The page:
Guest Editorial: Earthquake Plans Will Get You Through the First Three Days

Emergency planners say you should be prepared to go three days without emergency help after an earthquake. The Great California Shakeout is a reminder to get your plan and your supplies in place.

by Larry Whitney

Whether you were asleep in Portland, Maine last night, or were watching the 1989 World Series in San Francisco, you live in earthquake country.

At 10:18 a.m. today (Thursday, Oct. 18), Californians will celebrate the Great California Shakeout.  This is a time to consider how you will respond in the event of an earthquake and what you still need to do to be prepared for the next earthquake.

Earthquakes happen constantly. Most of them go relatively unnoticed but there may be one that has a big impact on you.  The Northridge and Loma Prieta earthquakes were not that long ago.

Surviving an earthquake requires that you do a couple of things.  First of all, remember to Drop, Cover and Hold on.  This is true regardless of where you are.  Drop to the ground, cover your head with your arms, and hold onto something stable.

Experts no longer recommend standing in doorways as a source of protection from the effects of an earthquake.

What happens next is based upon what you did before that moment.  What quake preparations have you made? 

We each need to plan today to be ready for whenever the next major earthquake strikes. Part of your preparations should include a bag or backpack near the front door of your home with items you will need for the first 72 hours.  Do you have at least three days of food, water and other supplies? Have you put copies of personal documents in a safe place so that, if you have to leave your home, you can take your driver’s license, birth certificates, marriage certificates, wills, deeds, insurance and other documents for yourself and your family members? Banks and ATMs may be closed.  Have you set aside an ample supply of cash that you can quickly retrieve for use in the first 72 hours?

Do you have a communications plan?  This is a plan identifying who your family members will contact outside of the area when there is an emergency. Local phone lines will be jammed, but long-distance calls may still be possible.  Cell phones were not functioning in the Gulf Coast following Hurricane Katrina; however, text messages were still working, and they were used extensively both by first responders and survivors.

Do you have a family meeting plan? Where will your family members gather if your home or unusual gathering spot is destroyed? If you have children in school, what is the school’s emergency plan and how will you reconnect with your children?  You should ask school officials to see the plan; write down the information so you won’t have to trust your memory.  Likewise, do your children have a plan and do they have it written down in a backpack or book bag so that they know what to do?  Do your children have written information that they can give to a person in charge?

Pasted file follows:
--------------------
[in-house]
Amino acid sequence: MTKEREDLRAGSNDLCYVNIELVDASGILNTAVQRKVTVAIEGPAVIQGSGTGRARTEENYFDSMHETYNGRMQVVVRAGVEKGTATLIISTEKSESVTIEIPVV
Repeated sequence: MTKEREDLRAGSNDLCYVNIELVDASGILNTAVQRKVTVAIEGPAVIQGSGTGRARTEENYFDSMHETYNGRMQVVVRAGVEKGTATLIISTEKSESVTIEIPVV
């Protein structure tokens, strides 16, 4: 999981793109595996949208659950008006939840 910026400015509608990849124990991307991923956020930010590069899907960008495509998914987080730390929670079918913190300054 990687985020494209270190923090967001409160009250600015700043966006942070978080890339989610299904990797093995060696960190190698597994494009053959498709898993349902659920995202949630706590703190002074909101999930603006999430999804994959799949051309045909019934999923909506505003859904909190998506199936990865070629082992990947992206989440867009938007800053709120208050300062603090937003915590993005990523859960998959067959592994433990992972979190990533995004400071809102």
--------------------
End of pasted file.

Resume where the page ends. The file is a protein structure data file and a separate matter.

Most advice focuses on surviving the first 72 hours after a major emergency such as a powerful earthquake.  In a worst-case situation, where there is severe damage throughout the Bay Area, you may have to be able to survive on your own for 7 days before police, firefighters, or other first responders can reach you.  Are you prepared to do that?

Through our Fire Department and the Benicia Emergency Response Team (BERT), the city of Benicia offers classes in emergency preparation and response -- not just for earthquakes but for many emergencies that you and your family may confront.  The next seven-part BERT training class starts in January.  Applications are available at the Benicia Fire Department or online at www.BeniciaBERT.com.

Additional information is available from the American Red Cross and the California Emergency Management Agency.

A popular Internet website has interesting and entertaining information on preparedness.  Visit http://www.totallyunprepared.com/.

To stay up to date with local news and events, you can follow us on Twitter (www.twitter.com/BeniciaBERT) or “like” the Benicia Emergency Response Team’s page on Facebook.

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If there’s something in this article you think should be corrected, or if something else is amiss, call editor JB Davis at 707-628-0051 or email him at benicia@patch.com.


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